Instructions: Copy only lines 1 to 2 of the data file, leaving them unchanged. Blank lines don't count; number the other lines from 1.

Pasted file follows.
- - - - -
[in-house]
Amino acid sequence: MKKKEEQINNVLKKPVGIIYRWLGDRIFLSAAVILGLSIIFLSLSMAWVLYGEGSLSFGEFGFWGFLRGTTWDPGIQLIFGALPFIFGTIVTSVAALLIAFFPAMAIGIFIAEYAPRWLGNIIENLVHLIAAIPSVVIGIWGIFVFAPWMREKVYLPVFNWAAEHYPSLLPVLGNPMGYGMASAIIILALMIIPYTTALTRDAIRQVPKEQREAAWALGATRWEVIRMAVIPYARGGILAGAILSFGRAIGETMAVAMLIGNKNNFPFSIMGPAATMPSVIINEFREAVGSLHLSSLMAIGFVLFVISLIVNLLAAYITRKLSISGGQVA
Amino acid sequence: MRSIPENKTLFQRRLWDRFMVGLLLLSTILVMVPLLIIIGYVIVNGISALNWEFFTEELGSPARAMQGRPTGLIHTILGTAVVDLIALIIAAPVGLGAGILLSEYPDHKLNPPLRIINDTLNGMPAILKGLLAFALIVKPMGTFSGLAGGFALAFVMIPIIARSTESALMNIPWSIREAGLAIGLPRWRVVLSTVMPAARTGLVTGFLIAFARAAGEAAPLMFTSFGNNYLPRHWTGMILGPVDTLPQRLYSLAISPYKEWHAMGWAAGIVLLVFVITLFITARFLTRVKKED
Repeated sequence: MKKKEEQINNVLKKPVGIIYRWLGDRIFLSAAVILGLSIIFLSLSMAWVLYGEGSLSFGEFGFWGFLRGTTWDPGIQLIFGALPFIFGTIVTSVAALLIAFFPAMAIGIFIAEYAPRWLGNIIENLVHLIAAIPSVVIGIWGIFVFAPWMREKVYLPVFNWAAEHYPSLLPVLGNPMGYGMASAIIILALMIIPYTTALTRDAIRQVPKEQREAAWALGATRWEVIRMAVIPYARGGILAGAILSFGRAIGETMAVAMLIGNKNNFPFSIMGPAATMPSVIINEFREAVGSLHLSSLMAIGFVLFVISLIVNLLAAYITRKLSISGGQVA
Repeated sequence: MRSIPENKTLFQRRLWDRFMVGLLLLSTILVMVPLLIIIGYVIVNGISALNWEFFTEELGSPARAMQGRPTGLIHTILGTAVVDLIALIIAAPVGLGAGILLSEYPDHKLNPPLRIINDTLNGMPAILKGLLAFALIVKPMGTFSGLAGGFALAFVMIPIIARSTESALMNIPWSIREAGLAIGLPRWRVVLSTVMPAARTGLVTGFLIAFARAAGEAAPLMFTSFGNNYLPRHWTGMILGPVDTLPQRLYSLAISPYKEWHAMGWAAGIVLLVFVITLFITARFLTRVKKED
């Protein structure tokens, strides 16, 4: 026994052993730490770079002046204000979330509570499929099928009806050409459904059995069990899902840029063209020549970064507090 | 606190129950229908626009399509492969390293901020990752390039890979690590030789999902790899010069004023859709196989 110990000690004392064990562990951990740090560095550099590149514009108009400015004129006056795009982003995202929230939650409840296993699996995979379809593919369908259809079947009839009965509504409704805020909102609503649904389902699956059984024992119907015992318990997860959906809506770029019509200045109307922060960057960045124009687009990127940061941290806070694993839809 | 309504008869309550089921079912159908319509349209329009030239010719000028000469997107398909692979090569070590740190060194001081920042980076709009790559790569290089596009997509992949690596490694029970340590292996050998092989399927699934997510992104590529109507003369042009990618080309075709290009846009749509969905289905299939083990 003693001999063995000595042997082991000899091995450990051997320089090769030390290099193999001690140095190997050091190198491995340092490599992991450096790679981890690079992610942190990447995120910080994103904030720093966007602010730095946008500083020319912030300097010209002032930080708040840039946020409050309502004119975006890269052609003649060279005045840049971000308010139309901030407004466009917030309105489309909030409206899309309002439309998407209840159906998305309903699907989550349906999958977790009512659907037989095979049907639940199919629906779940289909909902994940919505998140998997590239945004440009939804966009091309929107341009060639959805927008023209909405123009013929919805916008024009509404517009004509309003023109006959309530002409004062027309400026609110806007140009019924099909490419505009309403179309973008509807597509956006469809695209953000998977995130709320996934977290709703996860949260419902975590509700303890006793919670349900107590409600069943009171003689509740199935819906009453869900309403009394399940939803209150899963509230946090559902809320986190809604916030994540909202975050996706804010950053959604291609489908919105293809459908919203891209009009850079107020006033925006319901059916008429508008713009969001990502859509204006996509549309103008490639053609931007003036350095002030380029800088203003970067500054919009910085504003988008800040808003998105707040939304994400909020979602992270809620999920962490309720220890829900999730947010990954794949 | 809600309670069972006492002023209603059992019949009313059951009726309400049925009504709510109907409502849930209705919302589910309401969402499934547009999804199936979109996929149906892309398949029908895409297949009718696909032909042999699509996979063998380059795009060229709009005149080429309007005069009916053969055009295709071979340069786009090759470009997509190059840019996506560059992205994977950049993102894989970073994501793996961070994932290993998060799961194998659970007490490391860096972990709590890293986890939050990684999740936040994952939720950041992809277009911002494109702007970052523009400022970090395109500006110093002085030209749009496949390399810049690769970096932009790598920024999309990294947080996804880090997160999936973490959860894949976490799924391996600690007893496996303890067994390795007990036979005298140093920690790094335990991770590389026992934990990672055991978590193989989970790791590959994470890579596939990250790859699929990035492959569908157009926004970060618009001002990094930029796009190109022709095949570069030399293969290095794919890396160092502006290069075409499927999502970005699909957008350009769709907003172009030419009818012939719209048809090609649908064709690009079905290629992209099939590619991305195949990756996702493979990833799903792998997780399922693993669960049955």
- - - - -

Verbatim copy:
[in-house]
Amino acid sequence: MKKKEEQINNVLKKPVGIIYRWLGDRIFLSAAVILGLSIIFLSLSMAWVLYGEGSLSFGEFGFWGFLRGTTWDPGIQLIFGALPFIFGTIVTSVAALLIAFFPAMAIGIFIAEYAPRWLGNIIENLVHLIAAIPSVVIGIWGIFVFAPWMREKVYLPVFNWAAEHYPSLLPVLGNPMGYGMASAIIILALMIIPYTTALTRDAIRQVPKEQREAAWALGATRWEVIRMAVIPYARGGILAGAILSFGRAIGETMAVAMLIGNKNNFPFSIMGPAATMPSVIINEFREAVGSLHLSSLMAIGFVLFVISLIVNLLAAYITRKLSISGGQVA